Review: The Razor’s Edge

Steampunk in a modern world

The Razor's Edge (Zelda Pryce, #1)The Razor’s Edge by Joss Llewelyn
My rating: 4 of 5 stars

A book that passes the Bechdel test with flying colors. All the important characters are women and the guy who would be a love interest in any other telling of this story only appears sporadically and only gets a couple kisses near the end. Maybe it’s just the circles I run in, but it seems if you want good genre fiction led by women characters, look no further than steampunk. Although, this book is like steampunk’s weird cousin.

The Razor’s Edge posits a strange world that took me a little bit of time to get used to. It’s our world – there are mentions of Mythbusters and computers and cell phones, but there are also Arcana. In Mr Llewelyn’s world, Arcana are essentially Thursday Next-level puns that describe items in the world. For example, Occam’s Razor is the strongest razor in the world – there’s nothing it can’t cut. Lorenz’s Butterfly is an actual butterfly that can shape events across the world (you know that saying – a Butterfly flaps its wings and there’s a hurricane on the other side of the world). Our main character is Ms Zelda Pryce, a woman who’s an arcana prodigy and has built herself a number of arcana and a business as a security consultant breaking into various museums to help them improve their security. During one such job she meets an actual thief. In another novel they’d be a slap slap kiss couple, but instead they tussle and leave on amiable terms. Meanwhile, the plot thickens in semi-predictable ways.

Other characters – Zelda’s sister who places a somewhat Oracle role (as in what Barbara Gordon did until the 2011 reboot gave her use of her legs again). They have what seems like a pretty realistic sisterly relationship – looking out for each other and also sometimes annoying each other. Inspector Yasmin Demir who ends up being a primary character along with Zelda for most of the novel. A badass woman who rose up the ranks of the DCRI (or something like that) in France despite being a woman and (based on a couple throwaway lines) I’m pretty sure also a lesbian. The main villain Ophelia Martel who is impressive in her own right – an activist who has been jailed many times for her principled stance. Although, true to antagonist form, she chooses an anti-social way of dealing with her disappointment.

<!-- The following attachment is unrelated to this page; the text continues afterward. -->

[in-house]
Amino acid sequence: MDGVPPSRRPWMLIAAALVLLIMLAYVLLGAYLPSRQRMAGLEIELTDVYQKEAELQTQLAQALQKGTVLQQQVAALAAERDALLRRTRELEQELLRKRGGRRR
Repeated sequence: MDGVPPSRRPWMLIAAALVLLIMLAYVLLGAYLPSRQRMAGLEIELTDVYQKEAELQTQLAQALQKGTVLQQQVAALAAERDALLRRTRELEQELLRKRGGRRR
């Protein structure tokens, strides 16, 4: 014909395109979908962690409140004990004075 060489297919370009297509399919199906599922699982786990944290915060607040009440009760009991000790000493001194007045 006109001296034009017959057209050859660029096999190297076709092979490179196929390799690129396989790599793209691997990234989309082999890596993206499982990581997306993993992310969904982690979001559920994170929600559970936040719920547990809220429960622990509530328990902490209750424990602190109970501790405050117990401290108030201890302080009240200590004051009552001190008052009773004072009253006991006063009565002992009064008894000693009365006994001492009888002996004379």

This book is part of a series, so it’s no surprise or spoiler that Ms Pryce does not die at the end of this book. In fact, the book ends with her having Chinese food in her apartment with her sister.

If you’re a reader you’ll be able to guess most of the plot or at least not be terribly surprised by what’s going on. Ms Pryce is also a little less introspective than I’d prefer, but not too bad. I was waffling between a 3 and 4 star rating, but given all the great stuff I’ve mentioned above, I went with the higher rating.

Who would I recommend this to? It has a bit of a YA vibe or, at least, it’s not as surprising or introspective as it could be. That said, I’m a guy in my mid-30s and I found it pretty entertaining. I would say if you have a kid or teen who’s really geeky they’d really enjoy it because a lot of the fun was associating the puns with the real-life people or terminology (like Laplace’s Demons) that I know from philosophy class and rhetoric. (That said there’s a glossary in the back) Again, the guy and girl don’t sleep together and the “dirtiest” thing is an obscure reference to a dick joke that if you understand it, are probably old enough to get it. So definitely good for any girls in your life who need or want a female protagonist who doesn’t need a man to save her (although it doesn’t hurt to team up with one on your own terms) or any boys for whom you want to model that it’s great for women to be independent and awesome.

View all my reviews

Author: Eric Mesa

To find out a little more about me, see About Me